TALAN MEMMOTT - Interview Questions


Add two questions that you would like to ask Talan Memmott after reading Lexia to Perpexia and "Toward Electracy" (his interview with Ulmer). Then use the discussion tab to vote and argue for the ones you want to ask him during our interview. We should whittle the list down to 6-9 questions.

You could also look at his "Self-Portrait(s) as Other(s)" and his homepage if you like.

Timothy
1. It seems that there is an investigation and complication of 'the self' in your works. In what capacity do you think we can expect to see the electrate self impact how we understand identity.
2. Do you see yourself taking advantage of mobile media in future works? What are the implications of this possibility in creating an even more engaging interaction between interface, user, and the world around them.

Shaun
1. If the barrier between human subjectivity and computer technology is indeed blurring, how will educational institutions adapt their pedagogy to teach this new language?
2. How long to do you believe it will take for this 'creole' of technology and subjectivity to fully develop into a functioning language?

Jon
1. What drove your decisions about placement of clickable areas within the interface at various points in the process?
2. What did you intend to say about the nature of cyborgism and humanity through the combination muddled literary writing and computer programming-like accents inserted somewhat arbitrarily (e.g. hum.andity, brackets, other strange punctuation and filetypes like exe)?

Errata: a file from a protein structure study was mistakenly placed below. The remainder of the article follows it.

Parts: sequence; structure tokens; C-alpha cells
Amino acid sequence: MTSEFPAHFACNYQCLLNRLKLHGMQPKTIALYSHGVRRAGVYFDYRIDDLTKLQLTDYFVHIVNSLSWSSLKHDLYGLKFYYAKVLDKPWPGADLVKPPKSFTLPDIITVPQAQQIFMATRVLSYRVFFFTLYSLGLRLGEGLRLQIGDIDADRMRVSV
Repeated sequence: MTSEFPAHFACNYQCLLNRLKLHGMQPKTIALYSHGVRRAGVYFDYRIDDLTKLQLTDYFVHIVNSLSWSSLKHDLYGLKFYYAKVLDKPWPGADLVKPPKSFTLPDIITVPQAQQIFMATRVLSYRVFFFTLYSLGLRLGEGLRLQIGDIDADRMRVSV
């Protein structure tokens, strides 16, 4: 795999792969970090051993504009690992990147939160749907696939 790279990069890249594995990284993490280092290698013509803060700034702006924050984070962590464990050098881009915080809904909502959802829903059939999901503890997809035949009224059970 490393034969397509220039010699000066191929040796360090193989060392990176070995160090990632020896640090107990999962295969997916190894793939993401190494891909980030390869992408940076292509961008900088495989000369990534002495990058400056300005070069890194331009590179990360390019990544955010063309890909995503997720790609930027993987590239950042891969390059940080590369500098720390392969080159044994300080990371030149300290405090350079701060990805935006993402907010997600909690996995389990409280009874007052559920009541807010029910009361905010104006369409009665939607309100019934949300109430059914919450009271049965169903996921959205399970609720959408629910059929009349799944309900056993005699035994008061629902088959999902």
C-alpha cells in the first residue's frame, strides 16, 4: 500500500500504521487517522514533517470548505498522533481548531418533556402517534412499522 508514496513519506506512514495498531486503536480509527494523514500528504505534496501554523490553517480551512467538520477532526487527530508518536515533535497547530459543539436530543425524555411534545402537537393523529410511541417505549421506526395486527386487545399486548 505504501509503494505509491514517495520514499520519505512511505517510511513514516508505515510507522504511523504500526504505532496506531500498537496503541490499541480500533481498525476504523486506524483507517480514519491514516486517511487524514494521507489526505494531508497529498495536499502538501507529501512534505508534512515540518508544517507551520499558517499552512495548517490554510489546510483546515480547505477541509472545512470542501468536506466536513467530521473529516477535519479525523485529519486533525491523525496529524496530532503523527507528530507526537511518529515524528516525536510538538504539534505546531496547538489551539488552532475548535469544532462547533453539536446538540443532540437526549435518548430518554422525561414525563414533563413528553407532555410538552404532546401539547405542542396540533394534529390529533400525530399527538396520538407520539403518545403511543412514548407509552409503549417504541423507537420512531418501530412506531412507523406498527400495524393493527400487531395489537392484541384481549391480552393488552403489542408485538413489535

Padriac
1. Could you elaborate on the concept of the "I-terminal" and the relationship that human language and code will have in the future?
2. What is the best example of the cyborg in contemporary society?

Brad
1. With the relative ease of editing simple HTML to create a personalized space (popularized by MySpace), do you think the web's capacity for creating challenging, thought-provoking works of digital art has been overlooked by most users, both as spectators and as potential artists? In spite of the democratization and global connectivity often attributed to the internet, is web-based art subject to the same cultural separation between artists and "the masses"?
2. Early in my internet experience, I became infatuated with a random sentence generator freeware program called Spaghetti, which allowed me to build up an large vocabulary, grouped by syntactic categories, and Spaghetti would generate sentences (usually nonsensical ones) at random. I find in your "Self Portrait(s) [as Other(s)]" both an active sense of humor and a similar (though more developed) principle of (re)organization to that found in random sentence generators, random story generators, et al. "Self Portrait(s) [as Other(s)]" is compelling, but of course not historically accurate. Do you find that random content generators are most useful for making art and jumpstarting creativity, or is there some other function as well?

Russ
1. You mention in your interview with Ulmer that we are at a "fulcrum between the literate and the electrate". Do you think we are stuck in this transition between the two, or do you believe that both are integral components to this new media work?
2. Using old terms and forms, such as the web "page" name and structure are clearly derived from the literary world. Do you think that as we move forward, technology is driving the content and form, or visa versa?

Nathaniel
1. The heavy use of neologisms seems to force the reader to rethink the signification process by creating a new sign/index that points to "new" meaning. In lexia to perplexia, how much web/programming/myth schemata do you expect the viewer to bring to the reading, and how will the lack thereof impact the interpretation of the neologisms and the meaning making process?
2. Web art/work is so quickly dated because of advancing technologies and often a lack of backwards compatibility. Have you thought about updating the interface so users don't have to track down a PC running netscape (!) or IE? Or is this exactly the point? That my narcissism seeks a better reflection via the interface?